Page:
Having been in the People and HR business for more than 25 years,  I have seen too many people ignore the signs and go around in circles for years on end, with no real sense of direction. One day they wake up from this trance like state, look back and regret not having taken their careers in their hands. This happens regularly even though no one really talks about it openly. It’s what I call the Hamster & Peter Career Path (HPCP).  The Hamster Path is no path at all; it feeds you, it keeps you busy and leads you nowhere; the Peter Path is an attractive one filled with hopes of glory and growth, until you hit a dead end. A bit like the beautiful Sirens in the Odyssey that lure the sailors to their demise with their voices.

Between Hamster Wheels and Peter Principles, I’m not sure what’s worse. Truth be told I’m an animal lover and I don’t know many Peters so if I were to choose I would go for the cute furry hamsters. But being on a wheel, wasting a lot of energy without really getting anywhere, must be as frustrating for a hamster as it is for us humans when we are on a treadmill for days on end without seeing any progress. Treadmills are for humans what wheels are for hamsters: an illusion of getting somewhere.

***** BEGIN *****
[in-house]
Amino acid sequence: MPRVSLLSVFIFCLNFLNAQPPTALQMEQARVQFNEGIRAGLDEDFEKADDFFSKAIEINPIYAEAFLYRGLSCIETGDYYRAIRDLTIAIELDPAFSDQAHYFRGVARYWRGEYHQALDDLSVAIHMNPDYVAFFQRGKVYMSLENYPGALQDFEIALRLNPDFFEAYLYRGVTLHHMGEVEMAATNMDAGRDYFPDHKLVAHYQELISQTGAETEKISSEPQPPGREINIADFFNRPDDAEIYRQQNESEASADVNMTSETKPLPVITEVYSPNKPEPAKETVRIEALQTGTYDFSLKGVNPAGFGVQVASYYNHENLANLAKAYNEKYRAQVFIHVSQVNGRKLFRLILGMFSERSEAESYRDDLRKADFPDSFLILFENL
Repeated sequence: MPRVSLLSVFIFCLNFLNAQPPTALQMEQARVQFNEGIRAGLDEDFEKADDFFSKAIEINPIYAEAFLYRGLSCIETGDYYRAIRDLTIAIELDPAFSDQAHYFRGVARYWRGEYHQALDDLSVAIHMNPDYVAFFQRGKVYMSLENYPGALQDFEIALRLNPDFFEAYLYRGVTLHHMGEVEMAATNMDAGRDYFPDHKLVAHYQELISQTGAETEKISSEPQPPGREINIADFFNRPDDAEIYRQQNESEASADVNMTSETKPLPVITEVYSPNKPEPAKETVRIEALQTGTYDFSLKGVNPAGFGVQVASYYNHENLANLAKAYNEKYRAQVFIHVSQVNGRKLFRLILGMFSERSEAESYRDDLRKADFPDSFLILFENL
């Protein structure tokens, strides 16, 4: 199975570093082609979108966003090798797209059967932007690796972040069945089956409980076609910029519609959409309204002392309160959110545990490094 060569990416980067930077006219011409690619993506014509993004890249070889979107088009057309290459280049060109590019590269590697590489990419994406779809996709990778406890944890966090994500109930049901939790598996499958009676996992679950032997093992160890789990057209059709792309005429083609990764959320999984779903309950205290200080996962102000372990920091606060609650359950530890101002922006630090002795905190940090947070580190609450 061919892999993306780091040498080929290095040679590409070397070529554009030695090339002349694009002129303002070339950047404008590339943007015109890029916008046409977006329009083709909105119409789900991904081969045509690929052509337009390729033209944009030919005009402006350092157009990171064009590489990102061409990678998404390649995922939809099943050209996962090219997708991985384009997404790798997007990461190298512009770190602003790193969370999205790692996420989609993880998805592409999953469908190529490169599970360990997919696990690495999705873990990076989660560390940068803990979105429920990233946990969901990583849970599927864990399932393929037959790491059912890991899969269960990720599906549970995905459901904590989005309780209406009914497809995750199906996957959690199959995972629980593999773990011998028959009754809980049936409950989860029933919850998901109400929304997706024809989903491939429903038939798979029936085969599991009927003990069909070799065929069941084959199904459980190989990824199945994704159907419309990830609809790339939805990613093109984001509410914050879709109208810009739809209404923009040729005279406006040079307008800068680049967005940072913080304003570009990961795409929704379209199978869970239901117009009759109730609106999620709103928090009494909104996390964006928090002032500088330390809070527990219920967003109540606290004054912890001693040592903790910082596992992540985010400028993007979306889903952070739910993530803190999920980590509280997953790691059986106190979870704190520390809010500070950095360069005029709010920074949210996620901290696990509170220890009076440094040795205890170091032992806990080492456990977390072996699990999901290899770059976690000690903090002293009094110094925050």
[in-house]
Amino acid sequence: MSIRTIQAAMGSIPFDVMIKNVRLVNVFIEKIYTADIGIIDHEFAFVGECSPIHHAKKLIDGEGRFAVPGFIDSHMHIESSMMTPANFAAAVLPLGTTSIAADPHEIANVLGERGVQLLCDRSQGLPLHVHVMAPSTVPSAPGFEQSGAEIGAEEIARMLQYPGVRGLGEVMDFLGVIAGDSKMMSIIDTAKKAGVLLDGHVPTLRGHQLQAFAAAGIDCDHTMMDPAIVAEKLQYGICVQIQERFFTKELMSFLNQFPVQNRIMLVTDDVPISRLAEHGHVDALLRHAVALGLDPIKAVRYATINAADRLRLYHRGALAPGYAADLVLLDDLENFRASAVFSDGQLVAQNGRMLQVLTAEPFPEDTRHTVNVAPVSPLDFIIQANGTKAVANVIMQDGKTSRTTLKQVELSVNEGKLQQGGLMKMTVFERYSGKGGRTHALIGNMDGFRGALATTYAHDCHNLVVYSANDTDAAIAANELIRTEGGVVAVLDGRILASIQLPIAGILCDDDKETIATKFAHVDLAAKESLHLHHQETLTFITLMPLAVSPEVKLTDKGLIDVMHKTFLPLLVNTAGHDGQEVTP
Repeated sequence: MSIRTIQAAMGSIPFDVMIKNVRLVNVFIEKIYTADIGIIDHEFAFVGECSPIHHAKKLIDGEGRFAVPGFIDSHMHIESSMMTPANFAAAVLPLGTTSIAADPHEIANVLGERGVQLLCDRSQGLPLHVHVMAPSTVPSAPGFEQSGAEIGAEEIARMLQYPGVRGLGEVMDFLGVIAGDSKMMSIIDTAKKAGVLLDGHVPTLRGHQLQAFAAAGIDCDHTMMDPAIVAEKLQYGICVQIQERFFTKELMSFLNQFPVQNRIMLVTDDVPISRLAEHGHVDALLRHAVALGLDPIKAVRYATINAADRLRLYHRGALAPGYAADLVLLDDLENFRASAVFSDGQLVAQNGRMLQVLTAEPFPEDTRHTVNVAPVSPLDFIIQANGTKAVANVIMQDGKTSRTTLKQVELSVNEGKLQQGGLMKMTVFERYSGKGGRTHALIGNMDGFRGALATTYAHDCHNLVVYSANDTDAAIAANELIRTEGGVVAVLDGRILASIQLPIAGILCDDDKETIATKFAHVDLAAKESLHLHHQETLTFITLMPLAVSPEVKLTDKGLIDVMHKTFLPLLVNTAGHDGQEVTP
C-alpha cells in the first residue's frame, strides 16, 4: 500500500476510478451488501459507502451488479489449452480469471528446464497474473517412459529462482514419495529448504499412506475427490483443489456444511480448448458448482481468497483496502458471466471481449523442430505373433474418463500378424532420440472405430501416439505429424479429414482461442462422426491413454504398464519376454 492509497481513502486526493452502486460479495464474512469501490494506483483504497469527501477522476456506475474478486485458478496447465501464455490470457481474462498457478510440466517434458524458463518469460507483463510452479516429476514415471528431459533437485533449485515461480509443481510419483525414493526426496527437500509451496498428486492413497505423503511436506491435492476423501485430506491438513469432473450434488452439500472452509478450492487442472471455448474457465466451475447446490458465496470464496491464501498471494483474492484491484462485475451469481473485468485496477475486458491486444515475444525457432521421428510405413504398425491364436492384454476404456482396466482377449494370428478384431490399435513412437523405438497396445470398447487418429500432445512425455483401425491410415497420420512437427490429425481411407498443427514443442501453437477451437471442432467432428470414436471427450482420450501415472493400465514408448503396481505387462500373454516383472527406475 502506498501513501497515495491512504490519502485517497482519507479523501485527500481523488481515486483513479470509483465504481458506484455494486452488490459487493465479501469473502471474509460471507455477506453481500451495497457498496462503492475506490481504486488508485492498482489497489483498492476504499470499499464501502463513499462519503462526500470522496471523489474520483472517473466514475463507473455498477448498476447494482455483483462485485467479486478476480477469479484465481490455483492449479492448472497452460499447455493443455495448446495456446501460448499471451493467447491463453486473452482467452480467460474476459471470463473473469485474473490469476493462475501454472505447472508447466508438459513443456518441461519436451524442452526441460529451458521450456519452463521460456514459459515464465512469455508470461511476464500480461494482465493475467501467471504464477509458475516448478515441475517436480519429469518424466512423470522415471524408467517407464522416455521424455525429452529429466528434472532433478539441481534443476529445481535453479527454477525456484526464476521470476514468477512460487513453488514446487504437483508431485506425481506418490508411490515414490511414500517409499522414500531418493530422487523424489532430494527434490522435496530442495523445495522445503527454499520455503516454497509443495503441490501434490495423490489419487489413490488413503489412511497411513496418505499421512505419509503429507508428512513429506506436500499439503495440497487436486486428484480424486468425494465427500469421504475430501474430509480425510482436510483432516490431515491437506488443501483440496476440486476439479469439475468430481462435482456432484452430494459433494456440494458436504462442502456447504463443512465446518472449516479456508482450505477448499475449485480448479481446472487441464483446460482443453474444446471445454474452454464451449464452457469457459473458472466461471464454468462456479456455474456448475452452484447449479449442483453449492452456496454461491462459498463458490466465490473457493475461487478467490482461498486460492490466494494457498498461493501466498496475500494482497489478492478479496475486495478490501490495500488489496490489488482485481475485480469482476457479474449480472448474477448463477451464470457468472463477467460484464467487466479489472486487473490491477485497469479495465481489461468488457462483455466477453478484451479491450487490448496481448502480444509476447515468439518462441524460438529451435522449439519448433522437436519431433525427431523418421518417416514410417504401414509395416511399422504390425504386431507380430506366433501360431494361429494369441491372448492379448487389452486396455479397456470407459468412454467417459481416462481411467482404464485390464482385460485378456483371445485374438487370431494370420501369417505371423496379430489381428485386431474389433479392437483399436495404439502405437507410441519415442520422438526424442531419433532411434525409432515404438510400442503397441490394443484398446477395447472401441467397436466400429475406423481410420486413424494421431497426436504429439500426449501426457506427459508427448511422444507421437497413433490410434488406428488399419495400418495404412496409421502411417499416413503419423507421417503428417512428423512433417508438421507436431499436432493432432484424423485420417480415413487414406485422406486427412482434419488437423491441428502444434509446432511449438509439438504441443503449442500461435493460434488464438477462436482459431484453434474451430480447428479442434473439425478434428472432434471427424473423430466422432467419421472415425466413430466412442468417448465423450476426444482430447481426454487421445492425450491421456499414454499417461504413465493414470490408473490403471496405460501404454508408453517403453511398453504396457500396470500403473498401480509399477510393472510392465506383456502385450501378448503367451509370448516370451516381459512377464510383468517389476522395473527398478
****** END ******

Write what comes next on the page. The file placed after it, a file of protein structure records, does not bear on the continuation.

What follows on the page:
Truth be told, we (like hamsters) sometimes enjoy that. We are fundamentally lazy. We stick to what we know. We enjoy comfort, familiarity and we love our habits! We also seek security. Being able to feed ourselves and our family today and tomorrow, having a nice roof over our heads and being able to enjoy life’s other pleasures besides work are worth the treadmill phenomenon. We are also clever. We see what sometimes can happen to the talented hamsters. They get off the wheel they know so well and, suddenly, someone called Peter comes along. He is quite a nice fellow but can be a bit of a trickster. He gives them an opportunity and a promotion they can’t refuse. So off they go! Our talented hamsters accept the promotion and are super excited about being the chosen ones! After a year or two, Peter pops up again with his set of principles. The main one being, we’re sorry but you have reached your level of incompetence. Houston, we have a problem.